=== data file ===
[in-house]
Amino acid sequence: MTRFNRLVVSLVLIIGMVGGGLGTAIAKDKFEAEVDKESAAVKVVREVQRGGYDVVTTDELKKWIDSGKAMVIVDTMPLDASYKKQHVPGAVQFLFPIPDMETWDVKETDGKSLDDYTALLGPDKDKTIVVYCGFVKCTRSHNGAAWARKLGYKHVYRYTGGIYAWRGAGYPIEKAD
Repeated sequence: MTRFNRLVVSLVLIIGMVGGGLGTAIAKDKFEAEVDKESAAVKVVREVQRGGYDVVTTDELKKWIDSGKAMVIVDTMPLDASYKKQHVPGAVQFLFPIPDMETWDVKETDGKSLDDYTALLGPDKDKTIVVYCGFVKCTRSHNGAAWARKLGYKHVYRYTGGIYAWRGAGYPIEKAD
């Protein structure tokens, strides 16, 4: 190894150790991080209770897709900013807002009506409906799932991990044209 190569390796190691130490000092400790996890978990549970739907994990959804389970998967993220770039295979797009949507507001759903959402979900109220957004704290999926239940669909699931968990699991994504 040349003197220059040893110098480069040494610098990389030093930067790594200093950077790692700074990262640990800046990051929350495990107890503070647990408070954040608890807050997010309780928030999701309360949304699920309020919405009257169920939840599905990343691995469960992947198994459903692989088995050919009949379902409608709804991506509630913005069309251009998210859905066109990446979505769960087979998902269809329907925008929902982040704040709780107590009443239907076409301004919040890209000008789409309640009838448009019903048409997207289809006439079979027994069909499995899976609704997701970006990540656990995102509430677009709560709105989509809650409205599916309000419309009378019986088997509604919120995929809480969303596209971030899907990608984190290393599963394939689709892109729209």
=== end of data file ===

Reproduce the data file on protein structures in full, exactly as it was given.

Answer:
[in-house]
Amino acid sequence: MTRFNRLVVSLVLIIGMVGGGLGTAIAKDKFEAEVDKESAAVKVVREVQRGGYDVVTTDELKKWIDSGKAMVIVDTMPLDASYKKQHVPGAVQFLFPIPDMETWDVKETDGKSLDDYTALLGPDKDKTIVVYCGFVKCTRSHNGAAWARKLGYKHVYRYTGGIYAWRGAGYPIEKAD
Repeated sequence: MTRFNRLVVSLVLIIGMVGGGLGTAIAKDKFEAEVDKESAAVKVVREVQRGGYDVVTTDELKKWIDSGKAMVIVDTMPLDASYKKQHVPGAVQFLFPIPDMETWDVKETDGKSLDDYTALLGPDKDKTIVVYCGFVKCTRSHNGAAWARKLGYKHVYRYTGGIYAWRGAGYPIEKAD
């Protein structure tokens, strides 16, 4: 190894150790991080209770897709900013807002009506409906799932991990044209 190569390796190691130490000092400790996890978990549970739907994990959804389970998967993220770039295979797009949507507001759903959402979900109220957004704290999926239940669909699931968990699991994504 040349003197220059040893110098480069040494610098990389030093930067790594200093950077790692700074990262640990800046990051929350495990107890503070647990408070954040608890807050997010309780928030999701309360949304699920309020919405009257169920939840599905990343691995469960992947198994459903692989088995050919009949379902409608709804991506509630913005069309251009998210859905066109990446979505769960087979998902269809329907925008929902982040704040709780107590009443239907076409301004919040890209000008789409309640009838448009019903048409997207289809006439079979027994069909499995899976609704997701970006990540656990995102509430677009709560709105989509809650409205599916309000419309009378019986088997509604919120995929809480969303596209971030899907990608984190290393599963394939689709892109729209």